Using Google Analytics, finding the bounce rate of your website is easy. After logging into your Google Analytics account, you will be redirected to your Google Analytics dashboard. From here we want to navigate to the “Audience Overview” report. To get to there first click “Audience” on the left-sided menu, then “overview”. This report gives you a general overview of how your visitors interact with your site, including their bounce rate. It also gives you a good sense of the overall quality of your website with metrics like Average Session Duration and Pages / Session.
If you want to go further and check the bounce rates of each individual page of your website, navigate to the “All Pages” report by clicking on “Behaviour”, then “Site Content”, then “All Pages”.
The All Pages report shows you how each page of your website has performed using key metrics like page views, average time on page, and, of course, bounce rate. Use this report to check for problem pages. A page with an unusually high bounce rate usually indicates that it contains poor quality content and needs to be improved.
The last report we will highlight today is the “Mobile Overview” report. This report allows you to see how visitors on different devices interact with your website.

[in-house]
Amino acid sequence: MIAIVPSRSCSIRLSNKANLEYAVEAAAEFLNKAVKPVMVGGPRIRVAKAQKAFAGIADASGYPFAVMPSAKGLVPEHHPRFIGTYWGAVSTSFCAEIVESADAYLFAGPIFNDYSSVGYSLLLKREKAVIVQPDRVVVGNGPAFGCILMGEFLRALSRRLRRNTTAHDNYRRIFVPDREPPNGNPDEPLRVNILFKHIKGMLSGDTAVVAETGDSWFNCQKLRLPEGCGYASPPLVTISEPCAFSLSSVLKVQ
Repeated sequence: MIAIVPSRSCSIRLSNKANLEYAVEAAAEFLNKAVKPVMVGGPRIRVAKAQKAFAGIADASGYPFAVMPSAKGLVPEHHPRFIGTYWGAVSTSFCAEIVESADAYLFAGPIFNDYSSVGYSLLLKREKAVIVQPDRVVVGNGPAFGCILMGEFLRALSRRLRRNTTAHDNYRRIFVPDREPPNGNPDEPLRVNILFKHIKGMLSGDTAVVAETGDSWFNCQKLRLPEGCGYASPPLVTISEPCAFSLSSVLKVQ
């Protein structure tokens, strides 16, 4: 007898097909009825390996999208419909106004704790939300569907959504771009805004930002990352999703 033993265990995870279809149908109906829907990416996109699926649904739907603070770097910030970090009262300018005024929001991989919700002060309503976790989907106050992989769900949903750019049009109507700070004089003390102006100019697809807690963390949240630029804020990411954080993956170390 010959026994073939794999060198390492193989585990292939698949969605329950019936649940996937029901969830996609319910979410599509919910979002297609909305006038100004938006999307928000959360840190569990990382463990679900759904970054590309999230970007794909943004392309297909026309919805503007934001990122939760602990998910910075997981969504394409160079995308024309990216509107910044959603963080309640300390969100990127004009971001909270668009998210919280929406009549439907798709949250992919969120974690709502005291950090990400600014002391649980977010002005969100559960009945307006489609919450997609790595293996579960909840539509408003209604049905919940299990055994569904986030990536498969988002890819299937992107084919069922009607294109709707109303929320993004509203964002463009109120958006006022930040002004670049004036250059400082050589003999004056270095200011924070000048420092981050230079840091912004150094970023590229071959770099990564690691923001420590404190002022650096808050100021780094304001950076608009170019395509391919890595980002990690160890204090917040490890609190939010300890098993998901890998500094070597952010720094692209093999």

The Mobile Overview report is very useful for discovering problems with your website’s mobile compatibility. If you notice that visitors on mobile or tablet devices have an unusually high bounce rate, you likely have issues with mobile-friendliness or performance.
To view the “Mobile Overview” report go back to the “Audience” tab, click on “Mobile”, then “Overview”.
What Is A Good Bounce Rate?
The definition of what a good bounce rate is changes depending on your industry. As a general rule, anything under 40% is considered a good bounce rate. Anything above 80% is generally very poor.
Note: Websites with a bounce rate under 15% are rare and may indicate that Google Analytics has not been properly installed on your website.
When Is A High Bounce Rate A Good Thing?
A high bounce rate is not always a bad thing. In fact, it is sometimes a great thing! Some pages, like your contact page, should have a high bounce rate. People go to your contact page to get your contact information, not to explore your website. A high bounce rate on your contact page is good. It usually indicates that your visitors found the info they were looking for and left.